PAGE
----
Transfer of a Claim Liability Resulting in the Insurer as the Primary Obligor

Laws in certain jurisdictions (especially certain state laws related to workers’ compensation) may dictate that when an entity purchases an insurance policy for certain claims, the entity is relieved from being, and the insurer has assumed the role of, the primary obligor. In such cases, the entity should carefully evaluate its individual facts and circumstances and should consider consulting with its professional advisers regarding the applicability of the relevant laws and regulations for legally transferring the obligation. When the entity concludes that a third-party insurer has become the primary obligor for a claim, the entity would derecognize any amounts on its balance sheet for the claim liability and related insurance receivable (if any). Consider the following example:

Entity B purchases an insurance policy (e.g., workers’ compensation) from Insurer Z, an unrelated party, that covers all losses up to the policy limit and does not include any deductible. Some states’ laws dictate that this type of insurance policy may only be underwritten by certain regulated insurance entities. In addition, in some states Entity B’s obligation to provide workers’ compensation benefits to its employees might be transferred to Insurer Z (when the criteria in ASC 405-20-40-1 are met). When Insurer Z is determined to be the primary obligor, Entity B would derecognize any amounts on its balance sheet for the claim liability and the related insurance receivable (if any) but would remain secondarily liable. Accordingly, Entity B would need to evaluate whether it is required to record a guarantee obligation in accordance with ASC 460 (see ASC 405-20-40-2). Entity B would also remain primarily obligated for any claims over the policy limit. When evaluating whether the primary obligation has been transferred to the insurer, Entity B should carefully evaluate the terms of its insurance policy and may need to also carefully consider (1) the laws in each state and (2) any law that may apply if Insurer Z filed for bankruptcy.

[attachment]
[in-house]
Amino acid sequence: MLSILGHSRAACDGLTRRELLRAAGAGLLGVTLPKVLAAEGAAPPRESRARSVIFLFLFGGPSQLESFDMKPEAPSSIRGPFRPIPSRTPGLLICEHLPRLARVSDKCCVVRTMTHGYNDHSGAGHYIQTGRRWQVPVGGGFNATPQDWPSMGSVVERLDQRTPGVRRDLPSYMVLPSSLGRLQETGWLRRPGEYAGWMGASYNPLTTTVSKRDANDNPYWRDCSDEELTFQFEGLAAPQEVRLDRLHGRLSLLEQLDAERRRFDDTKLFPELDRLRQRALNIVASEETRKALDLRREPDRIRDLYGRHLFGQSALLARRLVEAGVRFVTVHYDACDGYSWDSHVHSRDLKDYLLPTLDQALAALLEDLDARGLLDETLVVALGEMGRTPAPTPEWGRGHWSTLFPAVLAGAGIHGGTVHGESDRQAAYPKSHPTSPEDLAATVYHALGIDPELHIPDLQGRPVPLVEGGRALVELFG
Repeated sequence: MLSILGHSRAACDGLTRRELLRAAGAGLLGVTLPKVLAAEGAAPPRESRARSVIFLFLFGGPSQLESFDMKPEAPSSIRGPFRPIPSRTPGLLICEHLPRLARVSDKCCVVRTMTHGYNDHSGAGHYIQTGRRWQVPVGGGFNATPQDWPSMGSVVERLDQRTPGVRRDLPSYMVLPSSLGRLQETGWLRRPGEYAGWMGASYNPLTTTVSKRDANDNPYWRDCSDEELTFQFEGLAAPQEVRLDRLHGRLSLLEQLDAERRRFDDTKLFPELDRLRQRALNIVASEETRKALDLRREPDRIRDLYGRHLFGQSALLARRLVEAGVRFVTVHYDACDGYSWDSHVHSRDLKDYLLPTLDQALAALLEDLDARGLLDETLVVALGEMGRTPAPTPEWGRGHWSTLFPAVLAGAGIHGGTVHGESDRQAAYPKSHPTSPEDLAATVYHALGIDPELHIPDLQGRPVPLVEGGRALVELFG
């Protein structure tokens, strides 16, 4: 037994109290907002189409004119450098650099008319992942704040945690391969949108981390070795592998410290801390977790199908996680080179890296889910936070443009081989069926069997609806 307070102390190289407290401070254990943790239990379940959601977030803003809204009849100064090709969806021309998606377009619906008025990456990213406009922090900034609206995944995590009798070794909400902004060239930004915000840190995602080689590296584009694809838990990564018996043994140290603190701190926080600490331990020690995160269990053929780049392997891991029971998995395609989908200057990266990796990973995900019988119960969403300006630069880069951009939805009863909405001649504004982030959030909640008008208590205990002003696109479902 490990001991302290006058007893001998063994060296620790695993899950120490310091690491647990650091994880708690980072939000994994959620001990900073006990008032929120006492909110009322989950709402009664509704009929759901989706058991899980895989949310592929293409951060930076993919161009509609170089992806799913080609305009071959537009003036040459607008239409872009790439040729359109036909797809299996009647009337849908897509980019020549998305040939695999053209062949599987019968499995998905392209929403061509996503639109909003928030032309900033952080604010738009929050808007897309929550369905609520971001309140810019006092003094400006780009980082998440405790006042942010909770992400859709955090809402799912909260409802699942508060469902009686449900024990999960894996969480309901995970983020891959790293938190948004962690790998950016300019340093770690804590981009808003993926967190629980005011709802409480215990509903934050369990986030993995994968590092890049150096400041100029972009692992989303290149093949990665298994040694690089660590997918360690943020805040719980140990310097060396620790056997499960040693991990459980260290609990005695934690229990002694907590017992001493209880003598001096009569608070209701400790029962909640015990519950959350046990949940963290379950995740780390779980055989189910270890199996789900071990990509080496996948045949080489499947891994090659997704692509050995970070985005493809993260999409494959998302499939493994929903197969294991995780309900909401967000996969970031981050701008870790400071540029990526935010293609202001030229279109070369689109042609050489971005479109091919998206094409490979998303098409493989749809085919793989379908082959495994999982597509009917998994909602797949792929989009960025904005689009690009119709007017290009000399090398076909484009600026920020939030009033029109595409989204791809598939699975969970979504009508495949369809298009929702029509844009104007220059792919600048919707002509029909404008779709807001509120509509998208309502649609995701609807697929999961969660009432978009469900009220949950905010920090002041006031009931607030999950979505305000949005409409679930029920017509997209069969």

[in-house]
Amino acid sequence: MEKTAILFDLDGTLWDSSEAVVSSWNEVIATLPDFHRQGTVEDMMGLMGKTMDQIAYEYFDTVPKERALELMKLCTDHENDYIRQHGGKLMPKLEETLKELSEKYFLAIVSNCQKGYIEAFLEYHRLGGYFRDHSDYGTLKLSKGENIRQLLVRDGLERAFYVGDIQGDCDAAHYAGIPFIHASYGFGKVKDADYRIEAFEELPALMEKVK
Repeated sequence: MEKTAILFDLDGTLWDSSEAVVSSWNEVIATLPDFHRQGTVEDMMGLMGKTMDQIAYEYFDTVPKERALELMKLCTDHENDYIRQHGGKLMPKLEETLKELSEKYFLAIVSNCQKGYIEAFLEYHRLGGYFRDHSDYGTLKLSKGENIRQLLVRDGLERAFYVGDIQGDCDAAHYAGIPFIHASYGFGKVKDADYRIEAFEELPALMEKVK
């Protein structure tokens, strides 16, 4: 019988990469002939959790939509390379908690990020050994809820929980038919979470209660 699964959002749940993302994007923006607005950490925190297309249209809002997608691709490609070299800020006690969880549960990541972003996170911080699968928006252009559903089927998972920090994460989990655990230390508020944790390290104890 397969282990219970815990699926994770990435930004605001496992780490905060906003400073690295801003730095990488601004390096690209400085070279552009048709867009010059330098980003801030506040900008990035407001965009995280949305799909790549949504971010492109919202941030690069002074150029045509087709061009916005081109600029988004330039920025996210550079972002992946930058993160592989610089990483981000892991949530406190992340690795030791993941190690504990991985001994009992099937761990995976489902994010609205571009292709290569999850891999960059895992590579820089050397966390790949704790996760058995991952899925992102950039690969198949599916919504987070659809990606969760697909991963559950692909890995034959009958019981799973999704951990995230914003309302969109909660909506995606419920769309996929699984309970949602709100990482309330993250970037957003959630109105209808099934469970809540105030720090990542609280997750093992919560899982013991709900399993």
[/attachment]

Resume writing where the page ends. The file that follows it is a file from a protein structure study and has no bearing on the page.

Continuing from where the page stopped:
However, if there is no legal evidence that Entity B has transferred the primary obligation to Insurer Z, Entity B might not be able to assert that it has been legally released as the primary obligor and would continue to separately recognize and present its claim liability and a receivable for any insurance recoveries.

Related-Party Considerations

It is also common for a parent entity’s subsidiaries to be covered by an insurance policy held at the consolidated level (the parent entity will typically charge a fee to its subsidiary for the insurance). In these situations, entities should also carefully consider the financial reporting implications for both the consolidated financial statements and any of a subsidiary’s stand-alone financial statements. Specifically, even though an insurance policy is held at the consolidated level, the subsidiary may still be the primary obligor for a claim. When the subsidiary is determined to be the primary obligor for a claim, it should recognize, in its stand-alone financial statements, an associated claim liability as well as a receivable due from the parent entity for any insurance recoveries. In the absence of legal consent from the entity with the claim, it would typically not be appropriate for the subsidiary to transfer its obligation to the parent entity.  

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1  AICPA Technical Practice Aids, TIS Section 1200.12, “Accounting for Prospective Insurance.”

2  For titles of FASB Accounting Standards Codification (ASC) references, see Deloitte’s “Titles of Topics and Subtopics in the FASB Accounting Standards Codification.”

3  See ASC 405-20-S99-1 for the SEC staff’s view regarding the rebuttable presumption.